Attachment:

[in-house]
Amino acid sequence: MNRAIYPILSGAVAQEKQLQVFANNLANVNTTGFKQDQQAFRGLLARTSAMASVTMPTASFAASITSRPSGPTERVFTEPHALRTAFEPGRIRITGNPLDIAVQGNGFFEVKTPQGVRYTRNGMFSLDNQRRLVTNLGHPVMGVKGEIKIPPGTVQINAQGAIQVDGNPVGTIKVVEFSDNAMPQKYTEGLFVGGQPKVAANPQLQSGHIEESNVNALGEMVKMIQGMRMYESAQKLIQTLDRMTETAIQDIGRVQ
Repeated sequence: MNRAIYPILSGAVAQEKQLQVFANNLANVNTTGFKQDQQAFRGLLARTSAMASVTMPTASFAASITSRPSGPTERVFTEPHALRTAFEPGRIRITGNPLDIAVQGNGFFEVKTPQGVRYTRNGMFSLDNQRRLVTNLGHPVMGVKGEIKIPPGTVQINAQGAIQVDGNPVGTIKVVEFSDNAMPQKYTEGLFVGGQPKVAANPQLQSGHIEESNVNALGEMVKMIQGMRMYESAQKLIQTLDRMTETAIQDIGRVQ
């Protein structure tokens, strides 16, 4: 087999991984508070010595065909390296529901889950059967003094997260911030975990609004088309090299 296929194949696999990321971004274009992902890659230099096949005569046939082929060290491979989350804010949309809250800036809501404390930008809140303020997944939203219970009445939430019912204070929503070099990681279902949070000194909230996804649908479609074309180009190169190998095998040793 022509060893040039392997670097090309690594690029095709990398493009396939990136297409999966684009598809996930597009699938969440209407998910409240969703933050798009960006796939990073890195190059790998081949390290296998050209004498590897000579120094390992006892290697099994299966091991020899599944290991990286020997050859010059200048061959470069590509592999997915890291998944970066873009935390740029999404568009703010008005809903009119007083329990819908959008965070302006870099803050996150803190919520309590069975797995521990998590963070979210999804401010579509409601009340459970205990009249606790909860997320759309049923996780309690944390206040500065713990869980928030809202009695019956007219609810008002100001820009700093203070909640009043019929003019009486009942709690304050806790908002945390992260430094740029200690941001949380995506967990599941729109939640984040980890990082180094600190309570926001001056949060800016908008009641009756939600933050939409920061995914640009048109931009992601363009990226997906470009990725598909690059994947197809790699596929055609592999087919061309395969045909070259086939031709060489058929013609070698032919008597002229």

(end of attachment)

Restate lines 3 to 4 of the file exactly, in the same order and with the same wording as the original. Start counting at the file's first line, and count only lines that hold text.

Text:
Repeated sequence: MNRAIYPILSGAVAQEKQLQVFANNLANVNTTGFKQDQQAFRGLLARTSAMASVTMPTASFAASITSRPSGPTERVFTEPHALRTAFEPGRIRITGNPLDIAVQGNGFFEVKTPQGVRYTRNGMFSLDNQRRLVTNLGHPVMGVKGEIKIPPGTVQINAQGAIQVDGNPVGTIKVVEFSDNAMPQKYTEGLFVGGQPKVAANPQLQSGHIEESNVNALGEMVKMIQGMRMYESAQKLIQTLDRMTETAIQDIGRVQ
């Protein structure tokens, strides 16, 4: 087999991984508070010595065909390296529901889950059967003094997260911030975990609004088309090299 296929194949696999990321971004274009992902890659230099096949005569046939082929060290491979989350804010949309809250800036809501404390930008809140303020997944939203219970009445939430019912204070929503070099990681279902949070000194909230996804649908479609074309180009190169190998095998040793 022509060893040039392997670097090309690594690029095709990398493009396939990136297409999966684009598809996930597009699938969440209407998910409240969703933050798009960006796939990073890195190059790998081949390290296998050209004498590897000579120094390992006892290697099994299966091991020899599944290991990286020997050859010059200048061959470069590509592999997915890291998944970066873009935390740029999404568009703010008005809903009119007083329990819908959008965070302006870099803050996150803190919520309590069975797995521990998590963070979210999804401010579509409601009340459970205990009249606790909860997320759309049923996780309690944390206040500065713990869980928030809202009695019956007219609810008002100001820009700093203070909640009043019929003019009486009942709690304050806790908002945390992260430094740029200690941001949380995506967990599941729109939640984040980890990082180094600190309570926001001056949060800016908008009641009756939600933050939409920061995914640009048109931009992601363009990226997906470009990725598909690059994947197809790699596929055609592999087919061309395969045909070259086939031709060489058929013609070698032919008597002229």